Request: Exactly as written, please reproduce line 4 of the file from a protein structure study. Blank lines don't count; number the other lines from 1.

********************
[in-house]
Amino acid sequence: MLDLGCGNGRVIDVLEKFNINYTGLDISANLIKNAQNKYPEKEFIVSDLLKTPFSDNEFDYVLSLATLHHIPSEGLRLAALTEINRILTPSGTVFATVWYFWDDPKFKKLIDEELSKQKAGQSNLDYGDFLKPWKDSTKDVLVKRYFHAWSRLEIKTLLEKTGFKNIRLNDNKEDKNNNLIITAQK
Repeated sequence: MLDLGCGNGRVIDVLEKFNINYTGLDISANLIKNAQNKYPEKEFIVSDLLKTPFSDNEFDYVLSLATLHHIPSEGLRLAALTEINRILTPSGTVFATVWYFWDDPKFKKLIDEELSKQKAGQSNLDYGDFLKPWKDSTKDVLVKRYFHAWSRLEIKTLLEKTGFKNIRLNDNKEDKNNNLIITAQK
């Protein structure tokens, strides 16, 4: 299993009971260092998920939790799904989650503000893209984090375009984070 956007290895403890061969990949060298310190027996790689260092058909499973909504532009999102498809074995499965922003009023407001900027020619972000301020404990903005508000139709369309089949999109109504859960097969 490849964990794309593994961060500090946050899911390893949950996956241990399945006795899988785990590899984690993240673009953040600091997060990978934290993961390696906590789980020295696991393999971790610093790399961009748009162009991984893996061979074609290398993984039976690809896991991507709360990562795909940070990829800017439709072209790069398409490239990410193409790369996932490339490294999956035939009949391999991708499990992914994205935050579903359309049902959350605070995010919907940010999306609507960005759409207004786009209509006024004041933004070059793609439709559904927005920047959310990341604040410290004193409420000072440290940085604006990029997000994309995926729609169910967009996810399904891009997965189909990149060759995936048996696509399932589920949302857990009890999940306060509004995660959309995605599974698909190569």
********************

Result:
């Protein structure tokens, strides 16, 4: 299993009971260092998920939790799904989650503000893209984090375009984070 956007290895403890061969990949060298310190027996790689260092058909499973909504532009999102498809074995499965922003009023407001900027020619972000301020404990903005508000139709369309089949999109109504859960097969 490849964990794309593994961060500090946050899911390893949950996956241990399945006795899988785990590899984690993240673009953040600091997060990978934290993961390696906590789980020295696991393999971790610093790399961009748009162009991984893996061979074609290398993984039976690809896991991507709360990562795909940070990829800017439709072209790069398409490239990410193409790369996932490339490294999956035939009949391999991708499990992914994205935050579903359309049902959350605070995010919907940010999306609507960005759409207004786009209509006024004041933004070059793609439709559904927005920047959310990341604040410290004193409420000072440290940085604006990029997000994309995926729609169910967009996810399904891009997965189909990149060759995936048996696509399932589920949302857990009890999940306060509004995660959309995605599974698909190569």